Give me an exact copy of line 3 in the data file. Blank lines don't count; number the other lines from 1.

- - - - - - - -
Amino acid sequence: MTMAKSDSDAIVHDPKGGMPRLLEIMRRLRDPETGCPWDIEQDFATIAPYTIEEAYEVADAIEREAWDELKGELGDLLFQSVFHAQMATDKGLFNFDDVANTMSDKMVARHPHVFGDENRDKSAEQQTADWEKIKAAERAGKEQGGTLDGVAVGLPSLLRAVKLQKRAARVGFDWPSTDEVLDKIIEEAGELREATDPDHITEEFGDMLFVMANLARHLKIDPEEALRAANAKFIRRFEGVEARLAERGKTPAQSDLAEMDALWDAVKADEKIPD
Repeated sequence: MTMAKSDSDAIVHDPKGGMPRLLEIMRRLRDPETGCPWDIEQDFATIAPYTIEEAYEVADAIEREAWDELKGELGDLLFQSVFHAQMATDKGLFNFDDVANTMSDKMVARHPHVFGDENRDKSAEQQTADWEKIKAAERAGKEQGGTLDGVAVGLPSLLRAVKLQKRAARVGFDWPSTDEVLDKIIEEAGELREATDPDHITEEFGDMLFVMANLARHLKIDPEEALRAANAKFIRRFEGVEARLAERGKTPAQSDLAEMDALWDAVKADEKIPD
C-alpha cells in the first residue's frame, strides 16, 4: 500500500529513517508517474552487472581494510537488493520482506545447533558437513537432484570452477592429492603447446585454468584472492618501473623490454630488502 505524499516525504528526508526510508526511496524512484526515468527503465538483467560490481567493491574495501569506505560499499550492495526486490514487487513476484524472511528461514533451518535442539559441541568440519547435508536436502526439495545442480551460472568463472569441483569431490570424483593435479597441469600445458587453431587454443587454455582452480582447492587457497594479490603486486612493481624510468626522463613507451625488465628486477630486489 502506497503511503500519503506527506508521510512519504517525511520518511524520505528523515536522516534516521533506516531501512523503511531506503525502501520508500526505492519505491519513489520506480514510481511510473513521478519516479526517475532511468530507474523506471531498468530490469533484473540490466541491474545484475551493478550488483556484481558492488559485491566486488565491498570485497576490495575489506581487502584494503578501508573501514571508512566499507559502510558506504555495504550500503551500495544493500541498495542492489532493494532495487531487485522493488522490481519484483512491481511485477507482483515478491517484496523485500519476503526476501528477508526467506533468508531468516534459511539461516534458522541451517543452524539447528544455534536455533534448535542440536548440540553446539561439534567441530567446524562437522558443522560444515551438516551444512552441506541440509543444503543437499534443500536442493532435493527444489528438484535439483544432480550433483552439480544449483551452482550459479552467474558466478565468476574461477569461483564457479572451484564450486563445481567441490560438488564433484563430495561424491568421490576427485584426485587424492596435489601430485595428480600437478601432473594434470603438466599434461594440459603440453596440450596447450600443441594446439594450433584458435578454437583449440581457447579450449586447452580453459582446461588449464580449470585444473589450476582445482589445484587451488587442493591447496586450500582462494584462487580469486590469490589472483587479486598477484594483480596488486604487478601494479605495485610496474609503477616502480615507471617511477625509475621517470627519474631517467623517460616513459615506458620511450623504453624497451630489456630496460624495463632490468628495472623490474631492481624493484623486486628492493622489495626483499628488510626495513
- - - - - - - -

C-alpha cells in the first residue's frame, strides 16, 4: 500500500529513517508517474552487472581494510537488493520482506545447533558437513537432484570452477592429492603447446585454468584472492618501473623490454630488502 505524499516525504528526508526510508526511496524512484526515468527503465538483467560490481567493491574495501569506505560499499550492495526486490514487487513476484524472511528461514533451518535442539559441541568440519547435508536436502526439495545442480551460472568463472569441483569431490570424483593435479597441469600445458587453431587454443587454455582452480582447492587457497594479490603486486612493481624510468626522463613507451625488465628486477630486489 502506497503511503500519503506527506508521510512519504517525511520518511524520505528523515536522516534516521533506516531501512523503511531506503525502501520508500526505492519505491519513489520506480514510481511510473513521478519516479526517475532511468530507474523506471531498468530490469533484473540490466541491474545484475551493478550488483556484481558492488559485491566486488565491498570485497576490495575489506581487502584494503578501508573501514571508512566499507559502510558506504555495504550500503551500495544493500541498495542492489532493494532495487531487485522493488522490481519484483512491481511485477507482483515478491517484496523485500519476503526476501528477508526467506533468508531468516534459511539461516534458522541451517543452524539447528544455534536455533534448535542440536548440540553446539561439534567441530567446524562437522558443522560444515551438516551444512552441506541440509543444503543437499534443500536442493532435493527444489528438484535439483544432480550433483552439480544449483551452482550459479552467474558466478565468476574461477569461483564457479572451484564450486563445481567441490560438488564433484563430495561424491568421490576427485584426485587424492596435489601430485595428480600437478601432473594434470603438466599434461594440459603440453596440450596447450600443441594446439594450433584458435578454437583449440581457447579450449586447452580453459582446461588449464580449470585444473589450476582445482589445484587451488587442493591447496586450500582462494584462487580469486590469490589472483587479486598477484594483480596488486604487478601494479605495485610496474609503477616502480615507471617511477625509475621517470627519474631517467623517460616513459615506458620511450623504453624497451630489456630496460624495463632490468628495472623490474631492481624493484623486486628492493622489495626483499628488510626495513